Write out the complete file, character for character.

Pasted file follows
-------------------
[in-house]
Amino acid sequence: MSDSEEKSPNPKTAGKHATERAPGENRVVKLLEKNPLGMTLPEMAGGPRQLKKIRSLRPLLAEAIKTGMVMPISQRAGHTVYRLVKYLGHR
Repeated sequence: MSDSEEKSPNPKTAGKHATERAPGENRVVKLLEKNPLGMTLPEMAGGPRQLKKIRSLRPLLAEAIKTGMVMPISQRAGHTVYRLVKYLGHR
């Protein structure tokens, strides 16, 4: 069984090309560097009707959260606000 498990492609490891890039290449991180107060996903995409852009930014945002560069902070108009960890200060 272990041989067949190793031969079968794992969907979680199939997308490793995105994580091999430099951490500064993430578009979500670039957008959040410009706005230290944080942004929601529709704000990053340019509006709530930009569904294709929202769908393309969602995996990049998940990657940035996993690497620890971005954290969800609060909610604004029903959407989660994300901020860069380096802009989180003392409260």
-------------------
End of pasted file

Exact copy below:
[in-house]
Amino acid sequence: MSDSEEKSPNPKTAGKHATERAPGENRVVKLLEKNPLGMTLPEMAGGPRQLKKIRSLRPLLAEAIKTGMVMPISQRAGHTVYRLVKYLGHR
Repeated sequence: MSDSEEKSPNPKTAGKHATERAPGENRVVKLLEKNPLGMTLPEMAGGPRQLKKIRSLRPLLAEAIKTGMVMPISQRAGHTVYRLVKYLGHR
């Protein structure tokens, strides 16, 4: 069984090309560097009707959260606000 498990492609490891890039290449991180107060996903995409852009930014945002560069902070108009960890200060 272990041989067949190793031969079968794992969907979680199939997308490793995105994580091999430099951490500064993430578009979500670039957008959040410009706005230290944080942004929601529709704000990053340019509006709530930009569904294709929202769908393309969602995996990049998940990657940035996993690497620890971005954290969800609060909610604004029903959407989660994300901020860069380096802009989180003392409260």